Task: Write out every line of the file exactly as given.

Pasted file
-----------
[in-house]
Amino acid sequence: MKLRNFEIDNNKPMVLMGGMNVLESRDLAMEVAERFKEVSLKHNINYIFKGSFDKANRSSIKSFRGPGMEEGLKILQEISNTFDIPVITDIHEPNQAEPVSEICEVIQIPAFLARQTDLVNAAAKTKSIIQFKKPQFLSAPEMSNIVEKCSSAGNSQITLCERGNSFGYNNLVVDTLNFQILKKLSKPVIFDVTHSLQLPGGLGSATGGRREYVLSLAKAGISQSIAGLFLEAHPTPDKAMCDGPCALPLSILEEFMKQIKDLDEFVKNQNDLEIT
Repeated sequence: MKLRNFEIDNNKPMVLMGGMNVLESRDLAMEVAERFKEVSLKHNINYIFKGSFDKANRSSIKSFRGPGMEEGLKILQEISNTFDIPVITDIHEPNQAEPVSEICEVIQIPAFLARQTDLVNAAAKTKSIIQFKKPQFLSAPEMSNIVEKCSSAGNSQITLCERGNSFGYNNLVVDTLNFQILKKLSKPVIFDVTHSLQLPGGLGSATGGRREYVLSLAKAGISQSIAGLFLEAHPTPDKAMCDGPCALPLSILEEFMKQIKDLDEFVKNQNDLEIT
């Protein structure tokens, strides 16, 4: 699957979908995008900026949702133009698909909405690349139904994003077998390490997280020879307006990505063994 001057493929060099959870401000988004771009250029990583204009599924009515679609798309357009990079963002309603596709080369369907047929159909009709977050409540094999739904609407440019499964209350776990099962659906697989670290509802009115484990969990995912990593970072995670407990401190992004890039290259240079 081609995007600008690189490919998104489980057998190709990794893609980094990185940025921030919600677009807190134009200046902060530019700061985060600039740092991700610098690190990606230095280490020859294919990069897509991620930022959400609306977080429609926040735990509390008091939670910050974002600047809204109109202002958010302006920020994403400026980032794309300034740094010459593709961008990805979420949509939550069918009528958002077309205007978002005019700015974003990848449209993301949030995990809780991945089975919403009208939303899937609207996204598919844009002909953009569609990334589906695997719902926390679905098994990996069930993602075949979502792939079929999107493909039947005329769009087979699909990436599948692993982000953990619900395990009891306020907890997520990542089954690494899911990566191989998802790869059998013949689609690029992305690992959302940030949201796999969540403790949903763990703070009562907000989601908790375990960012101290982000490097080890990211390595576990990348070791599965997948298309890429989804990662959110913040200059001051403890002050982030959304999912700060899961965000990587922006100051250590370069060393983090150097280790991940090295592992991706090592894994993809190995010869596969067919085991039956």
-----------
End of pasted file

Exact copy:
[in-house]
Amino acid sequence: MKLRNFEIDNNKPMVLMGGMNVLESRDLAMEVAERFKEVSLKHNINYIFKGSFDKANRSSIKSFRGPGMEEGLKILQEISNTFDIPVITDIHEPNQAEPVSEICEVIQIPAFLARQTDLVNAAAKTKSIIQFKKPQFLSAPEMSNIVEKCSSAGNSQITLCERGNSFGYNNLVVDTLNFQILKKLSKPVIFDVTHSLQLPGGLGSATGGRREYVLSLAKAGISQSIAGLFLEAHPTPDKAMCDGPCALPLSILEEFMKQIKDLDEFVKNQNDLEIT
Repeated sequence: MKLRNFEIDNNKPMVLMGGMNVLESRDLAMEVAERFKEVSLKHNINYIFKGSFDKANRSSIKSFRGPGMEEGLKILQEISNTFDIPVITDIHEPNQAEPVSEICEVIQIPAFLARQTDLVNAAAKTKSIIQFKKPQFLSAPEMSNIVEKCSSAGNSQITLCERGNSFGYNNLVVDTLNFQILKKLSKPVIFDVTHSLQLPGGLGSATGGRREYVLSLAKAGISQSIAGLFLEAHPTPDKAMCDGPCALPLSILEEFMKQIKDLDEFVKNQNDLEIT
């Protein structure tokens, strides 16, 4: 699957979908995008900026949702133009698909909405690349139904994003077998390490997280020879307006990505063994 001057493929060099959870401000988004771009250029990583204009599924009515679609798309357009990079963002309603596709080369369907047929159909009709977050409540094999739904609407440019499964209350776990099962659906697989670290509802009115484990969990995912990593970072995670407990401190992004890039290259240079 081609995007600008690189490919998104489980057998190709990794893609980094990185940025921030919600677009807190134009200046902060530019700061985060600039740092991700610098690190990606230095280490020859294919990069897509991620930022959400609306977080429609926040735990509390008091939670910050974002600047809204109109202002958010302006920020994403400026980032794309300034740094010459593709961008990805979420949509939550069918009528958002077309205007978002005019700015974003990848449209993301949030995990809780991945089975919403009208939303899937609207996204598919844009002909953009569609990334589906695997719902926390679905098994990996069930993602075949979502792939079929999107493909039947005329769009087979699909990436599948692993982000953990619900395990009891306020907890997520990542089954690494899911990566191989998802790869059998013949689609690029992305690992959302940030949201796999969540403790949903763990703070009562907000989601908790375990960012101290982000490097080890990211390595576990990348070791599965997948298309890429989804990662959110913040200059001051403890002050982030959304999912700060899961965000990587922006100051250590370069060393983090150097280790991940090295592992991706090592894994993809190995010869596969067919085991039956």